A criminal in the House of Lords, books good and bad, wind and kindness

5 January 2020

If you can think of a single way in which 2020 could be worse than 2019, you’d probably win a prize somewhere, even though there’s an extra day to cope with this year, so this is going to be as positive as possible, by ignoring recent events that aren’t.

But first, a warning for anybody who still reads books, and some recommendations.  I recently read my first ever Jeffrey Archer book but only because a friend said he wrote good yarns and then another friend lent me a copy because she thought I’d like it.

Archer had been a prominent Conservative politician who was charged in the late 1980s with giving a sex-worker a paper bag containing £2,000 in £50 notes for personal services (as a philanthropist, he said, rather than as a guilty man).  The most outrageous thing about his trial was the obvious infatuation of the judge (Mr Justice Caulfield) with Mary Archer, which became embarrassingly obvious when he instructed the jury:  he said she had such elegance, fragrance and radiance, it was most unlikely her husband could be guilty.  The jury decided he was not guilty.

Caulfield died in 1994.  Archer was made a life peer in 1992.

One of Archer’s key witnesses later admitted he’d provided Archer with a false alibi, his former PA’s diary confirmed Archer had lied about his whereabouts and another woman said she had been having an affair with Archer at the time.  He was found guilty of perjury and perverting the course of justice in 2001 and sent to prison for four years.

He seems to have spent the time since his release squatting at his typewriter pounding out penny-dreadfuls, including the one I was lent.

It was very badly written and a puff on the back cover promised me an ending that would astound even Archer’s most devoted fans but was obvious from about half way through.  So, having done my duty, I’m now reading Jaroslav Hašek’s The Good Soldier Švejk, in a newer translation with a lot of stuff omitted from the one I’d read in my twenties.  It still makes me chuckle.

Just before Christmas, there was more good news when Donald Trump gave a fascinating speech in Florida, parts of which were so bizarre and incomprehensible that it makes his removal under the 25th amendment seem inevitable as his already tenuous contact with reality finally slides into full-blown psychosis.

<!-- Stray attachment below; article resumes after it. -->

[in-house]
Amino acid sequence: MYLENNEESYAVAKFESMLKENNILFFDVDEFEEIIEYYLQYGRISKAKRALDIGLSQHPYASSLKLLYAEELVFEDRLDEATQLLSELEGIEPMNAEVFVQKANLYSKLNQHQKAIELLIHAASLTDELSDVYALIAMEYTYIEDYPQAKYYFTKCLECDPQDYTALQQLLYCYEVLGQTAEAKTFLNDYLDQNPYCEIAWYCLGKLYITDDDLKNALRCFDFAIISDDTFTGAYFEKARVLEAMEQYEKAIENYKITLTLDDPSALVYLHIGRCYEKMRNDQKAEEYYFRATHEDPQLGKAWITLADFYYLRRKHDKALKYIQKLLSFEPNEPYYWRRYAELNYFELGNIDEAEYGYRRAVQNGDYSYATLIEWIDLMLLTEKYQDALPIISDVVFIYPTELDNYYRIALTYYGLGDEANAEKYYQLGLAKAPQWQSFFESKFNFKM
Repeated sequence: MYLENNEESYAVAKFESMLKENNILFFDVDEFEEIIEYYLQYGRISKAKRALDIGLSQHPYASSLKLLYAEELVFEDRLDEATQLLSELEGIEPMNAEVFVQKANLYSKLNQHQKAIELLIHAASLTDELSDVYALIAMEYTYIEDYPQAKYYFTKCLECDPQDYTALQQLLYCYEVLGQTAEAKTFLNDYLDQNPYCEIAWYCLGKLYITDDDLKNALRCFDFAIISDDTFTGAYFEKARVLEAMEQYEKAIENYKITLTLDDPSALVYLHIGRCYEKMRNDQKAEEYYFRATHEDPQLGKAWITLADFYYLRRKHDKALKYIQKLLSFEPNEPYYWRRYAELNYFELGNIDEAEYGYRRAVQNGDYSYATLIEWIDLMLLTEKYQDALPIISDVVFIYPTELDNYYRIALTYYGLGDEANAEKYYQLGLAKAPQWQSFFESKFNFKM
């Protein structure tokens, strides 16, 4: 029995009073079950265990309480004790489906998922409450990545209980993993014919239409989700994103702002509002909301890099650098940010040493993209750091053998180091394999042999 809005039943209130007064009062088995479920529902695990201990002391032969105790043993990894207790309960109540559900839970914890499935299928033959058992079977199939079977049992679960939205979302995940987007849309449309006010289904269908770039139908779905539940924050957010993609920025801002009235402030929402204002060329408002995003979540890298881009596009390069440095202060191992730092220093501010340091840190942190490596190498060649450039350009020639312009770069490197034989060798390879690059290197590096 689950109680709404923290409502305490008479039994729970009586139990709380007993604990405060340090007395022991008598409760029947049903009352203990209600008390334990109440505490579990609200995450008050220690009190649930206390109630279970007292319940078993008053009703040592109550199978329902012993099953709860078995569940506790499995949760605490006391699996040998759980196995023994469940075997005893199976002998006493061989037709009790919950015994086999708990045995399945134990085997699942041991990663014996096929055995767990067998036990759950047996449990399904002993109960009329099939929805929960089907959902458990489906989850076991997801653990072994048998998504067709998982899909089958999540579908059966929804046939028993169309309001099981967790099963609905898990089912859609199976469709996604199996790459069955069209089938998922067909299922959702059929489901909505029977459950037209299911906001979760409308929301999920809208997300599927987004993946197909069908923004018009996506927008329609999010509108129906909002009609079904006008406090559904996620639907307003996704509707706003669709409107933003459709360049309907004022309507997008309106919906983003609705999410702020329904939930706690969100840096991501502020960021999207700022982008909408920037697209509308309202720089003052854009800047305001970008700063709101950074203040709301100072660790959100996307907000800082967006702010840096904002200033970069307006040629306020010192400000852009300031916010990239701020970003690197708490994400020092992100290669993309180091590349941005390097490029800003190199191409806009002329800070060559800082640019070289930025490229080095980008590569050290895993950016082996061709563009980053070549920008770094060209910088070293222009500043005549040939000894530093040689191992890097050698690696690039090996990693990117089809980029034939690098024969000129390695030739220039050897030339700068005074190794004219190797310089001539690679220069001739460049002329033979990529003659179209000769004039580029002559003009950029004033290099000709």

In his speech he claimed that he knows more about Isis than his generals and understands politicians “better than anybody”.  He also said of wind power that “I’ve studied it better than anybody I know” and while he admits “I never understood wind*”, he said “You know, I know windmills very much. They’re noisy. They kill the birds. You want to see a bird graveyard? Go under a windmill someday. You’ll see more birds than you’ve ever seen in your life.”

Followed by many Devonians were relieved that their memories weren’t failing them when the Met Office confirmed that, between mid-September and the end of December, Devon only had one day (in mid-October) when no rain fell.

Meanwhile, in the north of Scotland, the temperature rose one night to 16.8oC, a record high for December.  It was caused by a Foehn wind (pronounced rather like ‘fern’, originally  Föhn but translated into English for the benefit of those who can’t distinguish an umlaut from a diaresis) which blows when a cold wet wind rises over a mountain, forms clouds that release the cold and wet as rain onto the windward side so it can run down the lee of the hill as a warm dry wind.  Magic innit!

While Cambridge University accepted money in 2018 from a philanthropist (Michael Ebenazer Kwadjo Omari Owuo Jr, yes that Stormzy) to provide British black students with financial support during their degree courses, Dulwich College and Winchester College have recently refused money from another philanthropist (Sir Bryan Thwaites) for scholarships for white boys from disadvantaged backgrounds.  No doubt they had their reasons …

Kindnesses in the new year so far include that done by our local garagiste for a couple of friends of ours who were looking for a cheap, good, used car (something that secondhand car-dealers don’t stock, but Gary’s a mechanic, not a dealer).  He knew of one that wasn’t quite what they were looking for so he said, on New Year’s Eve, drive it for a couple of days and see what you think, making it absolutely clear this put them under no obligation to buy it.  So they spent a couple of days in it, and bought it, and he gave them a special discount for being friends.

I also discovered an American non-profit organisation called Random Acts of Kindness which believes that “Kindness is the catalyst in solving the world’s biggest challenges”.  And, in the UK, Camerados, which aims to help people get through tough times by looking out for each other, “halfway between a stranger and a friend”.

More kindness in the world be nice this year …

 

*          Melania – more sprouts for the Tangerine Dream please, and tell him to lay off Iran because, if he doesn’t, we won’t have to worry about the climate emergency any more, or anything else for that matter.

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